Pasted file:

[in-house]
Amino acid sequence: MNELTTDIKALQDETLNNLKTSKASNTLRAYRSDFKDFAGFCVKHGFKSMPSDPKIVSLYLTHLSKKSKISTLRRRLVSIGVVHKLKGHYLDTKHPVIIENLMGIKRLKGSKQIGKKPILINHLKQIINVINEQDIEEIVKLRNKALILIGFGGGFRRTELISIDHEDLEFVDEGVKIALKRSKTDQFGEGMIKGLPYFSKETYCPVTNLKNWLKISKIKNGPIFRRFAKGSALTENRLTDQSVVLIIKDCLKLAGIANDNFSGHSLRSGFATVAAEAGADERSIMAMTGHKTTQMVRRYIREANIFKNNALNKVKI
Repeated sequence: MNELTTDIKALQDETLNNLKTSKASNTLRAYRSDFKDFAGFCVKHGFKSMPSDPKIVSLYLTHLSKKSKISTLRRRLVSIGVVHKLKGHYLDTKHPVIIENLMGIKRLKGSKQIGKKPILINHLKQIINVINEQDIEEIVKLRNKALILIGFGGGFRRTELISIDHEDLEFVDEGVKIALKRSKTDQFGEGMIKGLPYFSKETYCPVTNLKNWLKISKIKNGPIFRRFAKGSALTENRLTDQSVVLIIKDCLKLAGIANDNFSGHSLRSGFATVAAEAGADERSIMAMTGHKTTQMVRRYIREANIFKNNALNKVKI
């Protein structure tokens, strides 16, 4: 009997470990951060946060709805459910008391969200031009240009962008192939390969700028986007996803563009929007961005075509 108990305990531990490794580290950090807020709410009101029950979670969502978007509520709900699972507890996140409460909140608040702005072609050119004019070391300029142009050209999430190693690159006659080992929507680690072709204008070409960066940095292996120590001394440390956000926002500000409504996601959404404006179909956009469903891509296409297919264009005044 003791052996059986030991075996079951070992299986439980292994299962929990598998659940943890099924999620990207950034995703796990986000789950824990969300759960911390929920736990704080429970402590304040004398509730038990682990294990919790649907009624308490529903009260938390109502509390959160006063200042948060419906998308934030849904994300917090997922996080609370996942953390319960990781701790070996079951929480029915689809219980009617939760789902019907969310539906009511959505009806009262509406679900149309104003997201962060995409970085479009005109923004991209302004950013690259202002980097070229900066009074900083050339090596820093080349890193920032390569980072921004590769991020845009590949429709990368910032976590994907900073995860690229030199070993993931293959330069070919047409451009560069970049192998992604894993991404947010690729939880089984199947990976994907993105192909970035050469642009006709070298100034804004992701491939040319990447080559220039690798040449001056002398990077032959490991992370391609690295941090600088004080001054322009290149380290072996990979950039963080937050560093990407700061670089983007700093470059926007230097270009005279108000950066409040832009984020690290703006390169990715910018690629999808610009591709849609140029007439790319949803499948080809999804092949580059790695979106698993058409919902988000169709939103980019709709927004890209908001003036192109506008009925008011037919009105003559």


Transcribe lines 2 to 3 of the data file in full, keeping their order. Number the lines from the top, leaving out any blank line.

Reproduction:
Amino acid sequence: MNELTTDIKALQDETLNNLKTSKASNTLRAYRSDFKDFAGFCVKHGFKSMPSDPKIVSLYLTHLSKKSKISTLRRRLVSIGVVHKLKGHYLDTKHPVIIENLMGIKRLKGSKQIGKKPILINHLKQIINVINEQDIEEIVKLRNKALILIGFGGGFRRTELISIDHEDLEFVDEGVKIALKRSKTDQFGEGMIKGLPYFSKETYCPVTNLKNWLKISKIKNGPIFRRFAKGSALTENRLTDQSVVLIIKDCLKLAGIANDNFSGHSLRSGFATVAAEAGADERSIMAMTGHKTTQMVRRYIREANIFKNNALNKVKI
Repeated sequence: MNELTTDIKALQDETLNNLKTSKASNTLRAYRSDFKDFAGFCVKHGFKSMPSDPKIVSLYLTHLSKKSKISTLRRRLVSIGVVHKLKGHYLDTKHPVIIENLMGIKRLKGSKQIGKKPILINHLKQIINVINEQDIEEIVKLRNKALILIGFGGGFRRTELISIDHEDLEFVDEGVKIALKRSKTDQFGEGMIKGLPYFSKETYCPVTNLKNWLKISKIKNGPIFRRFAKGSALTENRLTDQSVVLIIKDCLKLAGIANDNFSGHSLRSGFATVAAEAGADERSIMAMTGHKTTQMVRRYIREANIFKNNALNKVKI